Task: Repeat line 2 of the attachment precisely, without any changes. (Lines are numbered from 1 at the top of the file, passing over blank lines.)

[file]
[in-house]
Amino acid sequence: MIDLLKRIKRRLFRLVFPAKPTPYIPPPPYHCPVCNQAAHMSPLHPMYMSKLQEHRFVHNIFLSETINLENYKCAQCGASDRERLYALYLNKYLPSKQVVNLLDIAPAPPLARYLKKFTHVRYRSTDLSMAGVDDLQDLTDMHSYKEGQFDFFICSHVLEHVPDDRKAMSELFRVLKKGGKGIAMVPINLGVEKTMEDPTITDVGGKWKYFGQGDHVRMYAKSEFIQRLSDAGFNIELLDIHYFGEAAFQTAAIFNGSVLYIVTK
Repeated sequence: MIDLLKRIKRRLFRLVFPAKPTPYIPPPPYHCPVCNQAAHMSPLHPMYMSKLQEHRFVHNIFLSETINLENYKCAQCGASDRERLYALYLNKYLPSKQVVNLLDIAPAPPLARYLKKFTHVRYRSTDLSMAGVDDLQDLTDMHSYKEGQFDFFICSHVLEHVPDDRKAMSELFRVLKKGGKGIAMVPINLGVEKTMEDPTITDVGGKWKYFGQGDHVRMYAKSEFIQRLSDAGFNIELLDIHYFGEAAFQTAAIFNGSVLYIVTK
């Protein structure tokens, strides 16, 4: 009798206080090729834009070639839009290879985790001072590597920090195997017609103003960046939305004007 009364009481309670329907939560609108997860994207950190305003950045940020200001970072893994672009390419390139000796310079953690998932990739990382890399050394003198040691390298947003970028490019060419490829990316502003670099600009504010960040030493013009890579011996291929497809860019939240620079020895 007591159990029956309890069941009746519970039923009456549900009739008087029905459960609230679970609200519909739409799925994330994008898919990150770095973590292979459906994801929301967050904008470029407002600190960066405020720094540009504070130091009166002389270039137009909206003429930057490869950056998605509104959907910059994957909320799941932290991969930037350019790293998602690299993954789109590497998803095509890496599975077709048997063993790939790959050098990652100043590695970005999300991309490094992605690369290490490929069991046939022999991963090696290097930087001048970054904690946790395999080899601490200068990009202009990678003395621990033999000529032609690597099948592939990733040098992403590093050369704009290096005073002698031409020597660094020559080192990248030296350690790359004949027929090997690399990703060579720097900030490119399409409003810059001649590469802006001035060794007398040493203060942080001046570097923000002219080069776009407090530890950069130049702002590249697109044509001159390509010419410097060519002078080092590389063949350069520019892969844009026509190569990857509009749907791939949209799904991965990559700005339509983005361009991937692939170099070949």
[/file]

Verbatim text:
Amino acid sequence: MIDLLKRIKRRLFRLVFPAKPTPYIPPPPYHCPVCNQAAHMSPLHPMYMSKLQEHRFVHNIFLSETINLENYKCAQCGASDRERLYALYLNKYLPSKQVVNLLDIAPAPPLARYLKKFTHVRYRSTDLSMAGVDDLQDLTDMHSYKEGQFDFFICSHVLEHVPDDRKAMSELFRVLKKGGKGIAMVPINLGVEKTMEDPTITDVGGKWKYFGQGDHVRMYAKSEFIQRLSDAGFNIELLDIHYFGEAAFQTAAIFNGSVLYIVTK